Your browser (Unknown 0) is no longer supported. Some parts of the website may not work correctly. Please update your browser.

UPCOMING CHALLENGES:

CURRENT CHALLENGES:

The Doge 2021

PAST CHALLENGES

The Matrix 2021

The OLX Group challenge

Silver 2020

Palladium 2020

Rhodium 2019

Ruthenium 2019

Technetium 2019

Molybdenum 2019

Niobium 2019

Zirconium 2019

Yttrium 2019

Strontium 2019

Rubidium 2018

Arsenicum 2018

Krypton 2018

Bromum 2018

Future Mobility

Grand Challenge

Digital Gold

Selenium 2018

Germanium 2018

Gallium 2018

Zinc 2018

Cuprum 2018

Cutting Complexity

Nickel 2018

Cobaltum 2018

Ferrum 2018

Manganum 2017

Chromium 2017

Vanadium 2016

Titanium 2016

Scandium 2016

Calcium 2015

Kalium 2015

Argon 2015

Chlorum 2014

Sulphur 2014

Phosphorus 2014

Silicium 2014

Aluminium 2014

Magnesium 2014

Natrium 2014

Neon 2014

Fluorum 2014

Oxygenium 2014

Nitrogenium 2013

Carbo 2013

Boron 2013

Beryllium 2013

Lithium 2013

Helium 2013

Hydrogenium 2013

Omega 2013

Psi 2012

Chi 2012

Phi 2012

Upsilon 2012

Tau 2012

Sigma 2012

Rho 2012

Pi 2012

Omicron 2012

Xi 2012

Nu 2011

Mu 2011

Lambda 2011

Kappa 2011

Iota 2011

Theta 2011

Eta 2011

Zeta 2011

Epsilon 2011

Delta 2011

Gamma 2011

Beta 2010

Alpha 2010

Calculate cheapest way of buying gas in order to drive along a highway.

There are N+1 towns numbered from 0 to N lying along a highway. The distances between towns, and gas prices in each town, are given. A truck has to deliver cargo from town 0 to town N. What is the cheapest way to buy enough gas for this trip?

Two non-empty arrays D (distances) and P (prices), each consisting of N positive integers, and a positive integer T (tank capacity) are given. Consider any sequence R (refill strategy) consisting of N non-negative integers (amount of fuel bought in each town).

Sequence L (amount of fuel when leaving town), consisting of N integers, is defined as follows:

L[K] = (R[0] + ... + R[K]) − (D[0] + ... + D[K−1]) for 0 ≤ K ≤ N−1

Sequence A (amount of fuel when arriving at town), consisting of N integers, is defined as follows:

A[K] = L[K−1] − D[K−1] for 1 ≤ K ≤ N

The following conditions (meaning that the truck must not run out of fuel and cannot fill up with more fuel than its tank capacity) must hold:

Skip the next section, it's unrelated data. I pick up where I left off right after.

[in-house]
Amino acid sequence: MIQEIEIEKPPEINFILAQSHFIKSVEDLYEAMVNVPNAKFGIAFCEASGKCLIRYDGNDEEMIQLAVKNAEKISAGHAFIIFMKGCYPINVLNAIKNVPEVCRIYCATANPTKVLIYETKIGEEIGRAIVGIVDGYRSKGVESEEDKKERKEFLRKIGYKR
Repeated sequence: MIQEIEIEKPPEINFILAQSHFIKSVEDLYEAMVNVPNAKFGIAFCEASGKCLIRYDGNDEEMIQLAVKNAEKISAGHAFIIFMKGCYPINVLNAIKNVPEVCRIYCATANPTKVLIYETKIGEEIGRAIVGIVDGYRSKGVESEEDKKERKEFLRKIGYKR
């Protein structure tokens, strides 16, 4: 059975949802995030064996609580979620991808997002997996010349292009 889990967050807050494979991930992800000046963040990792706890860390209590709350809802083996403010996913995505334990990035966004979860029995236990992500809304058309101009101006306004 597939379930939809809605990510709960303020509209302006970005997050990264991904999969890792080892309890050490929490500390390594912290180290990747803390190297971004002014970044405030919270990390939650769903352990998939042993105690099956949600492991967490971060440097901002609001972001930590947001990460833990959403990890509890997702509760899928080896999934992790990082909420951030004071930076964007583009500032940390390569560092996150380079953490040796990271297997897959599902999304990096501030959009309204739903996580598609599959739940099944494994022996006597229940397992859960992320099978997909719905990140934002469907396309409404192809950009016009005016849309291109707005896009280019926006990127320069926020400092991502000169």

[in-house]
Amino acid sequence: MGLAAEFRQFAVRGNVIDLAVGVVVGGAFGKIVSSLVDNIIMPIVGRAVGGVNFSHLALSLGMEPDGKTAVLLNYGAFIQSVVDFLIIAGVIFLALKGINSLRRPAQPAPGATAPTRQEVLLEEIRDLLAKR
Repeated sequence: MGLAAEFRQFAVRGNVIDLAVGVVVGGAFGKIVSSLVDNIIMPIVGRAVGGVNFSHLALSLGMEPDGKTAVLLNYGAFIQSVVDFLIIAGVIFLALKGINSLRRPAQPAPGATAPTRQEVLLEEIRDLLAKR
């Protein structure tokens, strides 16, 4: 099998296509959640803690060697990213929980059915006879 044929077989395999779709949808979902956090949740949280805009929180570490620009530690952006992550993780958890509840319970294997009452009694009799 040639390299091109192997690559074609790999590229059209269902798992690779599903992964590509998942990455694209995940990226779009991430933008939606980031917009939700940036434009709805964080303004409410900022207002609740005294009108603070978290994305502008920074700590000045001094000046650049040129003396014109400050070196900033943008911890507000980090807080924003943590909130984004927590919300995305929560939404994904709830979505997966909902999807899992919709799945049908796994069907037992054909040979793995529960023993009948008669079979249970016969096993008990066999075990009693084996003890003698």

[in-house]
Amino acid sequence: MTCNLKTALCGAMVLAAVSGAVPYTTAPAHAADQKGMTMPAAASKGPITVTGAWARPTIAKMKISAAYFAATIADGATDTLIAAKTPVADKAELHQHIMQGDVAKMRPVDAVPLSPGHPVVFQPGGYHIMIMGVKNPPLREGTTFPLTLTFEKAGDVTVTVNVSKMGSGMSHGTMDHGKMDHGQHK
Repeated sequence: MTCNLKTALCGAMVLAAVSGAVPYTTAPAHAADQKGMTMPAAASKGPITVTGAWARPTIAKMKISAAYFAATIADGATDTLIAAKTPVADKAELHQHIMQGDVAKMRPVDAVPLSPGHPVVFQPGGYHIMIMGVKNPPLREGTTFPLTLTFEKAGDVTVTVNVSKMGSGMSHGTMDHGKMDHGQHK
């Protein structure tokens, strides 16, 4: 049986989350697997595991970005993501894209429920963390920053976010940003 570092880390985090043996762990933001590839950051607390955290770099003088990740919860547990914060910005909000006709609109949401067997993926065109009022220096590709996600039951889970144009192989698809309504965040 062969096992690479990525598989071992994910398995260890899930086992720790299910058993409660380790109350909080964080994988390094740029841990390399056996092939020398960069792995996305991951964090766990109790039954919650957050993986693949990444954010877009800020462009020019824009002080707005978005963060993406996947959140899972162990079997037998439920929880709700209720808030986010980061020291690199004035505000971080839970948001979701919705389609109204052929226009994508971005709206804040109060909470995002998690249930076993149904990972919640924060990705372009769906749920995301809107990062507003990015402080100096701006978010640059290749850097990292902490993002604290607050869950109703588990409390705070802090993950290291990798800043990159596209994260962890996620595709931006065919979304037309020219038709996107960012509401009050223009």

- 0 ≤ L[K] ≤ T for 0 ≤ K ≤ N−1

- 0 ≤ A[K] ≤ T for 1 ≤ K ≤ N

Number C (total cost of refill strategy) is defined as:

C = R[0] * P[0] + ... + R[N−1] * P[N−1]

For example, consider T = 15 and the following arrays D and P, consisting of three elements each:

Sequence [15, 10, 2] is a refill strategy with cost 46. Sequence [10, 5, 12] is not a valid refill strategy, because the truck would run out of fuel between towns 1 and 2. Sequence [10, 15, 2] is a refill strategy with cost 41, and no cheaper refill strategy exists for this choice of arrays D, P and number T.

Write a function:

class Solution { public int solution(int[] D, int[] P, int T); }

that, given two non-empty arrays D and P consisting of N positive integers each and a positive integer T, returns the cost of the cheapest refill strategy for D, P and T.

The function should return −1 if no valid refill strategy exists.

The function should return −2 if the result exceeds 1,000,000,000.

For example, given T = 15 and arrays D and P consisting of three elements each such that:

the function should return 41, as explained above.

Write an ** efficient** algorithm for the following assumptions:

- T is an integer within the range [1..1,000,000];
- N is an integer within the range [1..100,000];
- each element of arrays D, P is an integer within the range [1..1,000,000].

Copyright 2009–2021 by Codility Limited. All Rights Reserved. Unauthorized copying, publication or disclosure prohibited.